Tlie preater portion of the striking workmen in Austria are said to have returned to work, but the situation both in Austria and Hungary Is declared still to be acute owing to the desire of the people for peace. In Germany some trepidation is being evinced by newspapers of Pan-German leanings over the situation in Austria and the possibility of the peace move there working at a tangent from the objects uppermost in the minds of tlie leaders of the German militaristic party. The Socialist newspaper Vorwaerts of Berlin has announced the solidarity of the German proletariat with Austrian la- boi-'in the peace struggle, and for its pains aeain has been suppressed. British labor In conference again has upheld the war aims set forth by President Wilson and Premier Lloyd-George of Great Britain and reasserted tbat if Germany will not accept them British labor "must fight on." Two British steamers were sunk recently in the Mediterranean sea with the loss of 718 lives, according to an announcement to the house of commons. Scores Prague Deputies, Amsterdam, Jan.
Austrian premier Dr. von according to a Vienna dispatch replied to an interpellation in the lower house Tuesday. The inter- ARE YOU FEELING FIT? Do you envy the man or woman of untiring energy, strong body, and happy disposition? All these depend upon good health, and good health impossible when the kidneys are weak, overworked or diseased. Foley Kidney Pills act promptly and help the kidneys filter the blood and cast out the poisonous waste products that cause sore and swollen muscles and joints, backache, rheumatism, and the symptoms that give warning of dangerous kidney and bladder ailments, Hindle's drug store. --Advertisement.
Rub Mustercle on Forehead and Temples A headache remedy without the dan- jersof "headache medicine." Relieves headache and that miserable deling iromcolrlsorconsestion. Acditactsst once! Musterole is a clean, white ointment, made with oil of mustard. Better a mustard plaster and does not jlister. Used only externally, and in no way can it affectstomach and heart, as some internal medicines do. Excellent for sore throat, brofcchitis, croup, stiff neck, asthma, neuralgia, congestion, pleurisy, rheumatism, lum- bago, all pains and aches of the back Japanese Orator Tells Of Country's Position! frosted feet, colds of the At a nonday luncheon of the Bridgeport Chamber of Commerce held in the Stratfleld hotel, Dr.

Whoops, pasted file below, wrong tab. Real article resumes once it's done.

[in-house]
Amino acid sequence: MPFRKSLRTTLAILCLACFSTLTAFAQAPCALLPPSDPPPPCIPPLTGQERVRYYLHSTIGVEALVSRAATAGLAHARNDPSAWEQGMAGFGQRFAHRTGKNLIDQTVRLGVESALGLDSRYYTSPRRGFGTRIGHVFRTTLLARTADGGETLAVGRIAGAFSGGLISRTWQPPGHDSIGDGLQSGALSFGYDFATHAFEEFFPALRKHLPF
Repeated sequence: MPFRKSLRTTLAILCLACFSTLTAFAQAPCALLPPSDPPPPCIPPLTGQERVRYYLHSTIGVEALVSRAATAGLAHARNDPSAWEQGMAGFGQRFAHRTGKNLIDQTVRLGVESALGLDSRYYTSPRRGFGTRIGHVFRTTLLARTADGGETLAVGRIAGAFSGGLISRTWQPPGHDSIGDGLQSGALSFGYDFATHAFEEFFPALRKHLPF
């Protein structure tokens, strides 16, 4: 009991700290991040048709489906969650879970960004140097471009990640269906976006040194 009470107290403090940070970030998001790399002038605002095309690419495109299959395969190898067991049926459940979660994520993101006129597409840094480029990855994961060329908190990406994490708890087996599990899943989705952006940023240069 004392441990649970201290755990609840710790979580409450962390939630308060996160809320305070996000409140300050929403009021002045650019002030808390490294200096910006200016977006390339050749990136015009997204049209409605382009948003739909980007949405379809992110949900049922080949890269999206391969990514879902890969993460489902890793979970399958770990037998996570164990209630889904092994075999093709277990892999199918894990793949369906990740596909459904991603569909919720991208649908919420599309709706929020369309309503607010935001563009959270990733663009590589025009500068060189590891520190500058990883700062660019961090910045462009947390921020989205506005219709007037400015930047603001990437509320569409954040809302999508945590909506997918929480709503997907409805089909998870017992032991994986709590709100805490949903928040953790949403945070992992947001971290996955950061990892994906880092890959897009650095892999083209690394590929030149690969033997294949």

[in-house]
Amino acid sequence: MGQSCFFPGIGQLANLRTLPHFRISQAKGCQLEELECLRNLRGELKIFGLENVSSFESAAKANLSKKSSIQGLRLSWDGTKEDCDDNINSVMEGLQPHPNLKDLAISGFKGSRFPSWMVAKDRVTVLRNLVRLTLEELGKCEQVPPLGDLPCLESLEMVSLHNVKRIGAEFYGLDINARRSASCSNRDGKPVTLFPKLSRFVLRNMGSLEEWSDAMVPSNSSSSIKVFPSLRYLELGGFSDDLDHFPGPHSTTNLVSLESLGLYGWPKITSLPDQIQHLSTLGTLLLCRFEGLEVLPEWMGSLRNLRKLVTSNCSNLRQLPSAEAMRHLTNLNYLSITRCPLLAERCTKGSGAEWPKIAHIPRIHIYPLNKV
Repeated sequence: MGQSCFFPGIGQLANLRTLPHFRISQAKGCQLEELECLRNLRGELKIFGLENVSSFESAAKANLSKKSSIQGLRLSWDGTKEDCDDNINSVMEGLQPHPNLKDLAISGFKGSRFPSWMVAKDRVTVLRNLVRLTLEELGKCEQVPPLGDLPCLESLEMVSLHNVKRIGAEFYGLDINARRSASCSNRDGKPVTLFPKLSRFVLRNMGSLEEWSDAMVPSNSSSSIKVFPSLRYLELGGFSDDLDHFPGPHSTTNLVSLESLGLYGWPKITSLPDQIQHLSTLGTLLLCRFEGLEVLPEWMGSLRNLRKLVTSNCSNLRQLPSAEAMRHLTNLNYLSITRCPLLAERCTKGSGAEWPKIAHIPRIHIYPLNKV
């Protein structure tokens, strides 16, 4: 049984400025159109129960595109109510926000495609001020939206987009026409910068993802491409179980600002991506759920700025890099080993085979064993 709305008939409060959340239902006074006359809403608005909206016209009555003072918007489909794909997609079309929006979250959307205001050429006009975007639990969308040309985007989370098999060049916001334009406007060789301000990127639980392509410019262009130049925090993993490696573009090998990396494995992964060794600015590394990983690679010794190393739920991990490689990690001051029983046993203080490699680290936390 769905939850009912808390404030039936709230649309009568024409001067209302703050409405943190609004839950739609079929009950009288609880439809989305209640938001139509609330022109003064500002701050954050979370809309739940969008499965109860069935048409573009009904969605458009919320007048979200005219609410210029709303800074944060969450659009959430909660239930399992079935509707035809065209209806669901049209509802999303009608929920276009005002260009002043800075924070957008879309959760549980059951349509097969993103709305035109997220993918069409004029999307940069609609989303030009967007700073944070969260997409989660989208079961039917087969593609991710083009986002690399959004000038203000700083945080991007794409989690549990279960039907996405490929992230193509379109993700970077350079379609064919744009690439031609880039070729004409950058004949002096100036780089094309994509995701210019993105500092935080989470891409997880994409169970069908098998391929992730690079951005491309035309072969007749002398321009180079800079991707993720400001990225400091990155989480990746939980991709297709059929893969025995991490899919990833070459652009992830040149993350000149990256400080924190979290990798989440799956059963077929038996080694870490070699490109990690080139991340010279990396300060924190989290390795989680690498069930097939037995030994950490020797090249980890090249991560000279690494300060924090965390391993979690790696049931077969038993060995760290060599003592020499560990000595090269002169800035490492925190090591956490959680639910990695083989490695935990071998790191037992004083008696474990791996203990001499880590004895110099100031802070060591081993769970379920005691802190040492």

Toyaklchi, a prominent Japanese orator described Japan's position In the great world war. The speaker declared that his try is doing its part in the wari and tbat the interests of the Allies in the Far East are being well protected by the Japanese naval and military forces. All allied war loans are being subscribed to by the Japanese despite certain amount of criticism on the part of some American newspapers. I (it often prevents pneumonia). and 60c jars; hospital size $2.50.
Obituary Mary B. KJppen. Many friends and relatives attended the funeral of Miss Mary B. Klppen, held yesferday at her late home. Fair-field, Rev.
F. S. Child and Rev. Allen Beeman officiated. Interment was In Fairfield East cemetery.
Etta Ely. Etta Ely died Monday in New York city following an illness of pneumonia. Tho body was sent to Stratford yesterday. Funeral services will be held at 3:15 o'clock this afternon at Christ Episcopal church. Burial will be in Union cemetery, Stratford.
She resided on Stratford avenue, Stratford. G. Law. The funeral of Mrs. Elizabeth G.
Law was held yesterday at her late home, 172 Sherwood avenue. Interment was in Milford. William A. JTit-hols, Jr. Funeral services for William A.
Nichols, were held yesterday afternoon at the home of his parents, 54 Stratfieid road. Interment was in St. Michael's cemetery. Clmrles IT. Sherwood.
Word was received in this city vesterday of the death of Clmrles FT. Sherwood, formerly of Easton, which occurred at St. Cloud, Fia. The body Jacksonville yesterday find is expected to arrive in this city, Friday. Josephine A.
Brnwn. Josephine widow ot Webster Brown, 66 years old, died yesterday. The funeral will be held at 2 o'clock Friday afternoon at the lome of her daughter, Mrs. L. B.
Sherman, 304 Seaview avenue. In- ennent will be in Park cemetery. --Advertisement. Michigan has re-enacted the revision relative to illegal rtie- hods of hunting deer. you Leap HERE is a big jump from fresh eggs at 75 cents and, best storage eggs at 52 cents.
There is no such difference in quality. NOW THINK If you pay 75c or 30c for so-called fresh eggs, the grocer man has 20 cents because of your prejudice, and you eat storage eggs just the same. Our best April pack Egg's at 55c doz. are Ix-Hcr tliiin any yon can buy at less tliun 75e per Duchess Coffee at 30c has no close second for qnnlity. 3lorc money i-jimioi possi- lily buy iK'tlor Best Mara Coffee at 20c It) luia many friends--not only CJIHSO if Its low price', lint Ix'cnusi' it is mis'hty good pellation had reference to a resolution adopted by the Prague deputies demanding the right of self- doterminatiou.
The. premier characterized the demand as having been conceived in a sense absolutely hostile to the state. "Its underlying idea," he said is to dissolve the existing state independ- union and assume ence. Such a demand is an encouragement to the enemy to con- i the war a rejected and conmatted war and must be Indlg by every Austrian by every Austrian government by every means We are striving for an honorable peace, strong In the spirit of justice reconciliation, but also and firmness which will make clear to our enemies the of their Intentions of oppression." May Undermine Militarists. Now York, Jan.